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3 Reasons to Try Running in Recovery

Part of recovery is adopting a healthier lifestyle that includes better relationships, healthy eating, plenty of sleep, and regular exercise. The best exercise is the exercise you enjoy and will do regularly. If there’s nothing in particular you like, there are some good reasons to give running a try.

First, it’s  very easy to get started running.

You only need some reasonably comfortable shoes, some clothes you don’t mind sweating in, and safe stretch of road. That’s doable for most people. You don’t need classes or a coach. You don’t need perfect technique right away. You don’t need a lot of expensive equipment or a team of people to run with. There are very few excuses–besides weather–for putting off running.

Second, you can run as much or as little as you want.

This is especially important in the beginning. If you can only run for 10 seconds without getting out of breath, then run for 10 seconds. Tomorrow, try to run for 11 seconds. You set your own pace. There’s no one to keep up with or try to beat. It’s good practice for trying to improve a little every day rather than comparing yourself to someone else.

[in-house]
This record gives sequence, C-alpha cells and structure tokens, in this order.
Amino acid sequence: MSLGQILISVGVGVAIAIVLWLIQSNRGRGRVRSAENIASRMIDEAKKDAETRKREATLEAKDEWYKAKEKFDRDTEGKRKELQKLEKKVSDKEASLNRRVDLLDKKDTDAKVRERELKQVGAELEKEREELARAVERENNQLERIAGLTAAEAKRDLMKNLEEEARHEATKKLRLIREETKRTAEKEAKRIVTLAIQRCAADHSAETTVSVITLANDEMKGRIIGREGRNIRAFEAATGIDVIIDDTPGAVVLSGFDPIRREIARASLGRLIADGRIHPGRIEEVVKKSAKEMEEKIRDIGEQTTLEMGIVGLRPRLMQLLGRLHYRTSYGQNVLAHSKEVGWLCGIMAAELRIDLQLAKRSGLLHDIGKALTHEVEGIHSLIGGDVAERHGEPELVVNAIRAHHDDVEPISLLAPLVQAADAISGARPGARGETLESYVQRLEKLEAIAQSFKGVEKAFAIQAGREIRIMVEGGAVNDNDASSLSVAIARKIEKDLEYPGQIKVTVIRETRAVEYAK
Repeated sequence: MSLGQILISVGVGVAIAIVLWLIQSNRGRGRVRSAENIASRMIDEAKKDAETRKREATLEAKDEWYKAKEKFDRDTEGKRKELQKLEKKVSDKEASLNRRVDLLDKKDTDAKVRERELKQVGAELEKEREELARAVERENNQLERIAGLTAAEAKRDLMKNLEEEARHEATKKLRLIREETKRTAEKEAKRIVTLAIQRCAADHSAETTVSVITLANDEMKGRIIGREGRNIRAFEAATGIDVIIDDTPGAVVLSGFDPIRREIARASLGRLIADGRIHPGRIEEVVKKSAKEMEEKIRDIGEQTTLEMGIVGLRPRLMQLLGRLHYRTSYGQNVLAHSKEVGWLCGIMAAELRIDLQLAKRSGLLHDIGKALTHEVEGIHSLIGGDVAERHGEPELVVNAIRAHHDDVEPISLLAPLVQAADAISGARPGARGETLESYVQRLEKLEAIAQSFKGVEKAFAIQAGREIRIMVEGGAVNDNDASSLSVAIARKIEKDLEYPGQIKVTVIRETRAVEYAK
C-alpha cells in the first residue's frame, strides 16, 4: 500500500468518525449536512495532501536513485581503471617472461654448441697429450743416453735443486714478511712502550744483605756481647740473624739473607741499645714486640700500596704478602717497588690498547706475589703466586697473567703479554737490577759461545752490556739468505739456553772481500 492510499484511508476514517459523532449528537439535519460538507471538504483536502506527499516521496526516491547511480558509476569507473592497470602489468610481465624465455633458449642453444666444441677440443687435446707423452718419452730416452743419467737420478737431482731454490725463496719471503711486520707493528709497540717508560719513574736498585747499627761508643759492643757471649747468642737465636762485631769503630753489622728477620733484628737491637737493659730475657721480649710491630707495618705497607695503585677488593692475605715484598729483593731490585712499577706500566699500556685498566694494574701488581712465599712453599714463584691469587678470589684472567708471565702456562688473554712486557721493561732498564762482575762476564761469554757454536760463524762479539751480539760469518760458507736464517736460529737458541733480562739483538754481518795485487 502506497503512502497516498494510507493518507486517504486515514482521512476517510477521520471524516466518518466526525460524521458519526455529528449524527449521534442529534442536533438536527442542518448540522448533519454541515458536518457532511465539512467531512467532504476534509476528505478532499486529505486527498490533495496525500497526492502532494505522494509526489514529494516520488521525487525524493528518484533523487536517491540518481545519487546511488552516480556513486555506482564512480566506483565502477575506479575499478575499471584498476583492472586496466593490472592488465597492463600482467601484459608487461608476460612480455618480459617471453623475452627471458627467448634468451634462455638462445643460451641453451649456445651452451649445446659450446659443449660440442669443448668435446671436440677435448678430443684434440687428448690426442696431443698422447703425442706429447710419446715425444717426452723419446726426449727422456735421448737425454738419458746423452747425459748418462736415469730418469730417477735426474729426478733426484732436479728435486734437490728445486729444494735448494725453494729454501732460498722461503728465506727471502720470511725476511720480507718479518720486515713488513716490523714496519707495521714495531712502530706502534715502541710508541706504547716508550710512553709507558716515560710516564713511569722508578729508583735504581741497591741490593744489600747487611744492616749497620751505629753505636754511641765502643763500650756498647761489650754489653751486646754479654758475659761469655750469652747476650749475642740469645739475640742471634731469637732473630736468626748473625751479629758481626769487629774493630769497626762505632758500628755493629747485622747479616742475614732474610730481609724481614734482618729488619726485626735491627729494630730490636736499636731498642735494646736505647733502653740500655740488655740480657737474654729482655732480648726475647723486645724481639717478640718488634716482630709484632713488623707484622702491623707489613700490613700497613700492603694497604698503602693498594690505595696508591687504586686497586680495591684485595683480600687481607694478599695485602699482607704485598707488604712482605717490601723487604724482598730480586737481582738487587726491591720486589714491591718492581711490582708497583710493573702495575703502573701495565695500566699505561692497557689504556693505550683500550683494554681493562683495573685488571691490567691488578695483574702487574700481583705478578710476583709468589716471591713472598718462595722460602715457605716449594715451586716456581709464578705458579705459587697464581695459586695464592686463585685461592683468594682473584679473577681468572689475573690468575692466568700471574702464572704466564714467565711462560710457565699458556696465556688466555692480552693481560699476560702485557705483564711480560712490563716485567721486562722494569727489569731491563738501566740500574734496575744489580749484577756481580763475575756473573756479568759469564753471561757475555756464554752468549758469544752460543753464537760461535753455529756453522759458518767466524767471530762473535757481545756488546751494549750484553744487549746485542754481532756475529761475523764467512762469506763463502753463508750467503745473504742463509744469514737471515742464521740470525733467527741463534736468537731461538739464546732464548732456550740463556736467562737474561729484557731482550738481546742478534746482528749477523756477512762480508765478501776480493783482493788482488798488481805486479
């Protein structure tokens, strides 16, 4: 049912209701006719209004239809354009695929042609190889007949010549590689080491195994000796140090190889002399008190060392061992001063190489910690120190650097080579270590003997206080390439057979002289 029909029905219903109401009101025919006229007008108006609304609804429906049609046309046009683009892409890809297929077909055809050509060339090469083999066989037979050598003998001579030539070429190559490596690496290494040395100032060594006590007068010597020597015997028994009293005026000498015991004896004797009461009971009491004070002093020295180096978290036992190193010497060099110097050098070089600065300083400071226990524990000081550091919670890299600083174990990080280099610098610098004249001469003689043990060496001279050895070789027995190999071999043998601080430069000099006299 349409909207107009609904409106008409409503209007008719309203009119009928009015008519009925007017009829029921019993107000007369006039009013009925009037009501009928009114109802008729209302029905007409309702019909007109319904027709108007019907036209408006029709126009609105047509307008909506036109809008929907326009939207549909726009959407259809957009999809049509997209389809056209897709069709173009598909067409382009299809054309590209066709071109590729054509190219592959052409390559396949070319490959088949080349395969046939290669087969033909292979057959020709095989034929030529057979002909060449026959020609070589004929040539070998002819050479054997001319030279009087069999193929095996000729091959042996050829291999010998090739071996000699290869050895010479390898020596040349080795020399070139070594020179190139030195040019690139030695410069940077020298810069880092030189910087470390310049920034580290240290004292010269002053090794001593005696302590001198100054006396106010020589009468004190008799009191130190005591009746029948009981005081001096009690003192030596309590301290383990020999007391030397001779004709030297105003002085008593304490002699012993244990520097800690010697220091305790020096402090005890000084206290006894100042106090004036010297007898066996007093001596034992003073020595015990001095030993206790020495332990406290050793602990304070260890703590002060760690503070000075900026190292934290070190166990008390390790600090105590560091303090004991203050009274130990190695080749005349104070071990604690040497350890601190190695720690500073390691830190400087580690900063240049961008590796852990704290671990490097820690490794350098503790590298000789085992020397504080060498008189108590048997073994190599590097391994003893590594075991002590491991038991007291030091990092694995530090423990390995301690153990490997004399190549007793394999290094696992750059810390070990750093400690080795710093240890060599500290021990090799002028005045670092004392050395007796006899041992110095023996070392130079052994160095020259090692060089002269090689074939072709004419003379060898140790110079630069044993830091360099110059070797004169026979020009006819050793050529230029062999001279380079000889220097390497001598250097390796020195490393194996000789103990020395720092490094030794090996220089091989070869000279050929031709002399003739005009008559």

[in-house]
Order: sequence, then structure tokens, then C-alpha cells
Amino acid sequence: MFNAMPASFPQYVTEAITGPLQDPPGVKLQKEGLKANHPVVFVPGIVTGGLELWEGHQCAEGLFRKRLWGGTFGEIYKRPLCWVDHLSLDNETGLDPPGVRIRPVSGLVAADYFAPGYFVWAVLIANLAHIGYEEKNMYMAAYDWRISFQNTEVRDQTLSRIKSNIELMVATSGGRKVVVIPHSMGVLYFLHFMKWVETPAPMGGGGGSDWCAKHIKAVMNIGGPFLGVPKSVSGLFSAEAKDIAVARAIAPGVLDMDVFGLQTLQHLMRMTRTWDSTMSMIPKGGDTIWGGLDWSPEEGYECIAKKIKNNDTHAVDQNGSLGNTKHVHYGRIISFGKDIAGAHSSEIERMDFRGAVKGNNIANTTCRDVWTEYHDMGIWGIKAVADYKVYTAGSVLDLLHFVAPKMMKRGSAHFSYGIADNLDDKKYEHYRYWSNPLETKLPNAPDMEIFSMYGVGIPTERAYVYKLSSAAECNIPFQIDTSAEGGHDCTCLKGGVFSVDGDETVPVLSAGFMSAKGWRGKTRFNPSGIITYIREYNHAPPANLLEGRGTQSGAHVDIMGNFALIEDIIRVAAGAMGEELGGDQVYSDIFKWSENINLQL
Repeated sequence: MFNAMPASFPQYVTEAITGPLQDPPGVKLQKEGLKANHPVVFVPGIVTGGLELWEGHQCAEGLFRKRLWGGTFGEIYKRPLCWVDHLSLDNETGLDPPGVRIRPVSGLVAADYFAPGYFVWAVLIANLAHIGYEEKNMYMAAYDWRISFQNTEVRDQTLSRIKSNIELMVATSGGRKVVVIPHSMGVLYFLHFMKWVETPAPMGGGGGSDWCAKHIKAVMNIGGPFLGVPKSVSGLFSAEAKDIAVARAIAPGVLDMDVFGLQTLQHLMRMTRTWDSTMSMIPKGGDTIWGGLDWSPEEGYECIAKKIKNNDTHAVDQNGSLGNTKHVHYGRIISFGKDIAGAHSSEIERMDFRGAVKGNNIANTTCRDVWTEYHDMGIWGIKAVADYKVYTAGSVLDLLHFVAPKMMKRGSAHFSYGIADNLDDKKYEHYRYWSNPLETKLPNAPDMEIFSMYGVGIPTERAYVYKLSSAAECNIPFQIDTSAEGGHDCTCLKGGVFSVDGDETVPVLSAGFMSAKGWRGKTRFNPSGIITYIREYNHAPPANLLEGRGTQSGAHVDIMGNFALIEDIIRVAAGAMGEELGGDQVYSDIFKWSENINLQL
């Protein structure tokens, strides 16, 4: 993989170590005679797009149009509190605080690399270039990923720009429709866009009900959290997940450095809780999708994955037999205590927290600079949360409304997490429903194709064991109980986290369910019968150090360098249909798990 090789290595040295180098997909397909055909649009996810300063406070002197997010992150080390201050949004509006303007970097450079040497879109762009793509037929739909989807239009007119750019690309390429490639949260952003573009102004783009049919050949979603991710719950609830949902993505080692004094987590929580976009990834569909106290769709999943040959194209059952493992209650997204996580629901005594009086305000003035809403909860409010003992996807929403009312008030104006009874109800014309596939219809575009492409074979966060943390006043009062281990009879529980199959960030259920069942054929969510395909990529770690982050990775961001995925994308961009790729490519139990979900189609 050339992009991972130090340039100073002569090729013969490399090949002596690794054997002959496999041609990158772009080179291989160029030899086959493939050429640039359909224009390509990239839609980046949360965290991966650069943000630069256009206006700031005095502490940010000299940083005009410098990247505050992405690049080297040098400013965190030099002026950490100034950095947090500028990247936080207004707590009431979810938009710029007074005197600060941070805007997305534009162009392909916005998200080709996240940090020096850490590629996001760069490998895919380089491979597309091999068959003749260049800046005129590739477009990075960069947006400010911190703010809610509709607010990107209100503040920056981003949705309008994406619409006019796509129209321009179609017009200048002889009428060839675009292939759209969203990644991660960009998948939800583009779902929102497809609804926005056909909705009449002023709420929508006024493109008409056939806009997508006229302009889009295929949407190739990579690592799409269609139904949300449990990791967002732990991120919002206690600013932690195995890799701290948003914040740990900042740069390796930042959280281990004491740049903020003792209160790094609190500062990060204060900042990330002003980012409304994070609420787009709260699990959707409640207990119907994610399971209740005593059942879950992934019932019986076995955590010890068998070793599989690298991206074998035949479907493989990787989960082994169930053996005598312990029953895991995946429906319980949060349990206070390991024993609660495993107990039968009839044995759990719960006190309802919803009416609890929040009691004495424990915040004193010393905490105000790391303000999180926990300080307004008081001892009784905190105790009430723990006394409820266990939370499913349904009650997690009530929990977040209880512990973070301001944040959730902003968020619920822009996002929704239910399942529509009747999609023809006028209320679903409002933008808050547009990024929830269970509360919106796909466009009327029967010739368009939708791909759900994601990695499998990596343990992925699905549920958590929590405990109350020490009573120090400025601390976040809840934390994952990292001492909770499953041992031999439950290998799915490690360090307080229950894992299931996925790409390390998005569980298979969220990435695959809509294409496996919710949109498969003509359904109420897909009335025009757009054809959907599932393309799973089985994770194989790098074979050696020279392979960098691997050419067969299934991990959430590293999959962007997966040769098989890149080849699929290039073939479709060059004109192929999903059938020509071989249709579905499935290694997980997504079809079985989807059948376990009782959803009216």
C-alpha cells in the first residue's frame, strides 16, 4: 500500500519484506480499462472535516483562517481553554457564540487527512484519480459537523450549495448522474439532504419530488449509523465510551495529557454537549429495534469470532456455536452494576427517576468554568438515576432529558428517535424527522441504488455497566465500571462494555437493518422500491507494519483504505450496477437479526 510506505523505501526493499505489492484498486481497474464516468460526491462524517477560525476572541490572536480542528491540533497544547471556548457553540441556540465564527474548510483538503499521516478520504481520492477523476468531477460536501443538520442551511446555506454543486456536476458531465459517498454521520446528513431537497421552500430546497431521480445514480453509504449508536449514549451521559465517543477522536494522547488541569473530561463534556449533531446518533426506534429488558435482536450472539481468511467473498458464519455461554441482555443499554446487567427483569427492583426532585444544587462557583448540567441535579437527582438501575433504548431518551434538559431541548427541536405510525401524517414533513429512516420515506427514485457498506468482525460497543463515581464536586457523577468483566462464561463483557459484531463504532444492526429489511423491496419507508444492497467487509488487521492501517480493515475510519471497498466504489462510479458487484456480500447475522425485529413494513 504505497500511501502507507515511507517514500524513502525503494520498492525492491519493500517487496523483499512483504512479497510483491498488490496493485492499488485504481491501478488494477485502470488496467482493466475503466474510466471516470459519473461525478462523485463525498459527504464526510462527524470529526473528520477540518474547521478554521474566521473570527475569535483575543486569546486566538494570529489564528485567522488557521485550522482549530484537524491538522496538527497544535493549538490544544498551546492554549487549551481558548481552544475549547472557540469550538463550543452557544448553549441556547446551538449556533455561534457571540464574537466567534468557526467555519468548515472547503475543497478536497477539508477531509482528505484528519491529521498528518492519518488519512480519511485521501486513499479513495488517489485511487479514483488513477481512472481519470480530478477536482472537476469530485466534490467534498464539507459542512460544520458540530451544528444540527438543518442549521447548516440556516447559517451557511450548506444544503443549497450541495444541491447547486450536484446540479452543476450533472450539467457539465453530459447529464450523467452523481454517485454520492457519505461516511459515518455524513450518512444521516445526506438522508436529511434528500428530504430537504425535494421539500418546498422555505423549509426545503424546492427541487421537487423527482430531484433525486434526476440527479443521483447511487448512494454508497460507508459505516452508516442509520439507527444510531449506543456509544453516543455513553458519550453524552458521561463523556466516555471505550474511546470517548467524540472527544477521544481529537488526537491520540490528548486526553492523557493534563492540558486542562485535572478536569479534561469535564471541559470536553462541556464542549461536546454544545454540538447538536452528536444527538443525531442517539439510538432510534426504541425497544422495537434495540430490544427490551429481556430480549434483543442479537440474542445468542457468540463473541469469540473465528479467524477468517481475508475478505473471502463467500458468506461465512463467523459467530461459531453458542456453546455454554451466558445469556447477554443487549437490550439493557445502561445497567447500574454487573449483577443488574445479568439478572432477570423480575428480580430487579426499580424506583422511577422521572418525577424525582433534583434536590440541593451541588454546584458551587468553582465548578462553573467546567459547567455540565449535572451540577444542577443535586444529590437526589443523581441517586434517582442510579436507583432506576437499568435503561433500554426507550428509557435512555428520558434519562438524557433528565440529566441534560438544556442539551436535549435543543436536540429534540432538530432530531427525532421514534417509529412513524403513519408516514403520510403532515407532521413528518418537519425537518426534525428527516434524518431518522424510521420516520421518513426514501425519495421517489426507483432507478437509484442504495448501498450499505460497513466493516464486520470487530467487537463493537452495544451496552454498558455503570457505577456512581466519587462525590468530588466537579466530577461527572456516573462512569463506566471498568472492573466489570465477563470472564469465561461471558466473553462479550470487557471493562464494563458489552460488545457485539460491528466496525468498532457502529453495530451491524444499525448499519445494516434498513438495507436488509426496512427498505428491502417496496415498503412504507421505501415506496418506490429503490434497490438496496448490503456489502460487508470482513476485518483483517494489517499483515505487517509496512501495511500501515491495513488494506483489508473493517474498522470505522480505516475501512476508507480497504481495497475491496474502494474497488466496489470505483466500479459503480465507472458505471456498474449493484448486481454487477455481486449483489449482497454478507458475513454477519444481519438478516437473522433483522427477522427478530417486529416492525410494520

Third, the physiological benefits of running are especially good for recovery.

Addiction is bad for your heart, lungs, and brain, especially if you smoke or drink too. Running, on the other hand is good for your heart, lungs, and brain. It strengthens your heart and improves your lung capacity. It reduces blood pressure and resting heart rate. Perhaps most importantly, it helps you think more clearly and improve your mood. Running is especially good for your prefrontal cortex, which is important for judgment and self-control, and the hippocampus, which is important for memory. As a bonus, you feel less stressed and more relaxed. If you want, you can even find a group to run with to introduce a social aspect.

There’s only one caveat to running: it can become addictive. Some people experience runner’s high, which is thought to be caused by the release of endocannabinoids in the brain. If you are in recovery, you may be vulnerable to a transfer addiction. And the same factors that make running easy to start make it easy to do in excess. So it’s important check in from time to time and make sure your relationship to running or any exercise is still healthy.

If you or someone you love is struggling with addiction, Gardens Wellness Center can help you detox safely and decide on a treatment strategy. Call us today at 844-325-9168 or email us at to learn more.